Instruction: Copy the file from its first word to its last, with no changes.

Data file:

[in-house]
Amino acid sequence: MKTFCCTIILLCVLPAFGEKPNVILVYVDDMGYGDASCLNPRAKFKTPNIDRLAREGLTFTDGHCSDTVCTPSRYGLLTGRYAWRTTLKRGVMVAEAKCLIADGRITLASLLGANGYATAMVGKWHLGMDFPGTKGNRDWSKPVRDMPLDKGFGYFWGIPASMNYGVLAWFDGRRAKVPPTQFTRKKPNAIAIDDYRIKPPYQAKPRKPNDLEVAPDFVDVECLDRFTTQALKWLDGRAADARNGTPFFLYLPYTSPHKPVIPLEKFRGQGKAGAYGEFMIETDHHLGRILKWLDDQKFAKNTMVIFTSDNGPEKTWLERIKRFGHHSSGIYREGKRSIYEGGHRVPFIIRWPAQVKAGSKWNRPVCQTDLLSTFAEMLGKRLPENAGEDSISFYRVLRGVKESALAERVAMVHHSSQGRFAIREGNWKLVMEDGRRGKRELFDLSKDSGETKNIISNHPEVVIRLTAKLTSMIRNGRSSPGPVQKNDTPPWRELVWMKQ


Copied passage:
[in-house]
Amino acid sequence: MKTFCCTIILLCVLPAFGEKPNVILVYVDDMGYGDASCLNPRAKFKTPNIDRLAREGLTFTDGHCSDTVCTPSRYGLLTGRYAWRTTLKRGVMVAEAKCLIADGRITLASLLGANGYATAMVGKWHLGMDFPGTKGNRDWSKPVRDMPLDKGFGYFWGIPASMNYGVLAWFDGRRAKVPPTQFTRKKPNAIAIDDYRIKPPYQAKPRKPNDLEVAPDFVDVECLDRFTTQALKWLDGRAADARNGTPFFLYLPYTSPHKPVIPLEKFRGQGKAGAYGEFMIETDHHLGRILKWLDDQKFAKNTMVIFTSDNGPEKTWLERIKRFGHHSSGIYREGKRSIYEGGHRVPFIIRWPAQVKAGSKWNRPVCQTDLLSTFAEMLGKRLPENAGEDSISFYRVLRGVKESALAERVAMVHHSSQGRFAIREGNWKLVMEDGRRGKRELFDLSKDSGETKNIISNHPEVVIRLTAKLTSMIRNGRSSPGPVQKNDTPPWRELVWMKQ